By Shane Green
It’s one of the questions Megan Daley – teacher librarian and reading guru – gets asked the most: what’s the ‘right’ age to start reading to children?
For Megan, the answer’s obvious: from birth. During the long hours nursing her two children when they were newborns, she would read out loud to them the books she was reading. Content aside, it was a way of introducing them to the sounds and rhythms of the words.
It was a first step in fostering a love of reading. As she writes in her new book, Raising Readers, she found that the easiest part of parenting.
‘I find being a parent a very hard job at times and every stage of child rearing seems to be filled with guilt,’ she writes. ‘I do, however, feel confident that I will be able to look back and say, “But I read to them and gave them the joy of books” and know that I did my best.’
Cultivating that joy is critical, she tells The Parents’ Website. ‘I think we put such an emphasis on data collection and on testing around literacy in schools,’ she says.
‘But if we don’t develop a starting point of a joy around reading, we’re never going to develop children who deeply love books and love reading into their adult years, becoming lifelong readers.’
Megan’s new book is an invaluable resource for parents and educators wanting to engender that joy in children. The book is deliberately designed so you can dip in and out, and it’s full of practical advice and insights. Well-indexed, it’s a reference book that you can use with ease, punctuated with guest contributions from authors and educators.
Her standing as an expert in the field was already established before the book. Her formal working life is at her teacher librarian’s desk at St Aidan’s Anglican Girls School in Queensland.
She recently was named Queensland Teacher Librarian of the Year by the School Library Association of Queensland. She is also the winner of the national Dromken Librarians Award, presented by the State Library of Victoria.
Then there is her Children’s Books Daily website, which she curates and writes for. It features book reviews, blogs and other resources.
The book seemed a logical step – although initially, she didn’t want to write it. She had just finished speaking at an event for parents and teachers, when she was approached by Kristina Schulz from QUP (Queensland University Press), who told Megan she wanted to get her ‘teacher librarian brain’ into print.
Megan argued that she couldn’t possibly write a book, but the publisher was adamant. Megan was considering doing a PhD, and sought the advice of her father, an academic. ‘I don’t think you should do a PhD,’ he told her, ‘Write a book instead, more people will read it’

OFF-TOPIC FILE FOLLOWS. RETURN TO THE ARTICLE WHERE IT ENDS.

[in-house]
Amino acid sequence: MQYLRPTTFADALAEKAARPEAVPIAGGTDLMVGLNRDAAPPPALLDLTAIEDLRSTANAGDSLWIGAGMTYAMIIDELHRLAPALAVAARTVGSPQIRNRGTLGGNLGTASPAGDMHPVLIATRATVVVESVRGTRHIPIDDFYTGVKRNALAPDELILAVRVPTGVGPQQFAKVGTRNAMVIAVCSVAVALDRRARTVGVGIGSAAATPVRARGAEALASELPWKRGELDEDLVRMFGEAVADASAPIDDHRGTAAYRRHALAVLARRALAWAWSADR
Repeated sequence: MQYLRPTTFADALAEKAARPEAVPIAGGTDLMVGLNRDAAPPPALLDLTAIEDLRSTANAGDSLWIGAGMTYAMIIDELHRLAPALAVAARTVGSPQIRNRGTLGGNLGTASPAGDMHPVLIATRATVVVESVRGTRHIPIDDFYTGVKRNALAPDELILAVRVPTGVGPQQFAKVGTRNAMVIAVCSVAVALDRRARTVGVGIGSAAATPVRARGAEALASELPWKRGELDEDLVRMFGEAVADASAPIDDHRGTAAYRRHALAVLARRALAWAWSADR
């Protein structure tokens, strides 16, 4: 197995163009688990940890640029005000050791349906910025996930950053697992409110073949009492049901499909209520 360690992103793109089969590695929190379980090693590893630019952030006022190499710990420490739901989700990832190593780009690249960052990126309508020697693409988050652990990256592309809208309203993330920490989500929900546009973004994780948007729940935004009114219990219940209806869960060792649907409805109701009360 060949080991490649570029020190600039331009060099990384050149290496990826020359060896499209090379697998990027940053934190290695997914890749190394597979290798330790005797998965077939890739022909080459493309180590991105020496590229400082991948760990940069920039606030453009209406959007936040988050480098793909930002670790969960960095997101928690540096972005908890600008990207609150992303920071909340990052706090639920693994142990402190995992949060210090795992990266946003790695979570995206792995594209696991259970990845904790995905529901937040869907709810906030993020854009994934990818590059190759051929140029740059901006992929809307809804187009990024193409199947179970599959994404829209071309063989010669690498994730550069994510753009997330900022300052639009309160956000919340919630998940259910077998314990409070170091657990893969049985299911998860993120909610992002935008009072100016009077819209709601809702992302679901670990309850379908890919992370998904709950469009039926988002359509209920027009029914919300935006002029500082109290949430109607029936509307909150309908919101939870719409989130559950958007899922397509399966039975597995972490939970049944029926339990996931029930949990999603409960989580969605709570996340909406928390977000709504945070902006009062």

The Power of Reading Aloud
Her father makes an appearance in the book, as she tells memories of still being read to by him while she was in her teens.
‘We were very much a family that read and were read to,’ says Megan. ‘I think it’s sad that for a lot of children these days, when they can read a book independently, parents kind of think their job is done.’
Her message for parents is to keep reading to their children, which will also help with their oral presentation skills – something that is becoming increasingly important.
‘Reading aloud is one of the really underrated things that parents could be doing,’ she says. ‘Parents are always so keen to know what more they can do for their children at home They will often ask you about things like extra homework, but as far as I’m concerned, reading out loud would be one of the most important things they can always do for their children.
The digital revolution has touched so many aspects of a child’s education. Rather than being alarmed about the prominence of screens in the lives of children, Megan argues technology could initiate a golden age of reading.
‘We just can’t deny our children the experience of reading digitally, and we can’t get ourselves too worked up,’ she says. ‘If anything, it’s enhanced the reading experience.
‘We can now access beautifully digitalised online storybooks. There’s audio books, there are ebooks, there’s apps for books, there’s books based on games and then there’s gaming technology, which takes a lot from story, particularly fantasy story.’
Raising Readers has a deeply moving chapter, The Dark. In 2017, Megan’s husband Dan suffered a catastrophic heart attack in his sleep and died. Apart from family, friends and other supports, books dealing with grief and emotion helped Megan and her children through this devastating time.
She writes that books of this nature are important for all young people, to help them develop empathy, understanding, compassion and kindness.
Megan talks about the importance of exposing children to the full gamut of literature, not just books that reflect the lighter things in life.
Her own experience following Dan’s death has developed her thinking about the importance of this. ‘What it’s made me realise is that I always knew books about the darker topics were important – I just didn’t know how I was necessarily going to use them with students,’ says Megan.
‘What I would say now to every school, every teacher and every parent is that it’s really good to have a very diverse range books of books, which are both full of joy, and books that are full of sadness.’
Images supplied by Megan Daley.
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|Morris Gleitzman: Why Our Young People Need Stories More than Ever||Required Reading: the Books That Students Read in 28 Countries Around the World||Winning the Reading Game|
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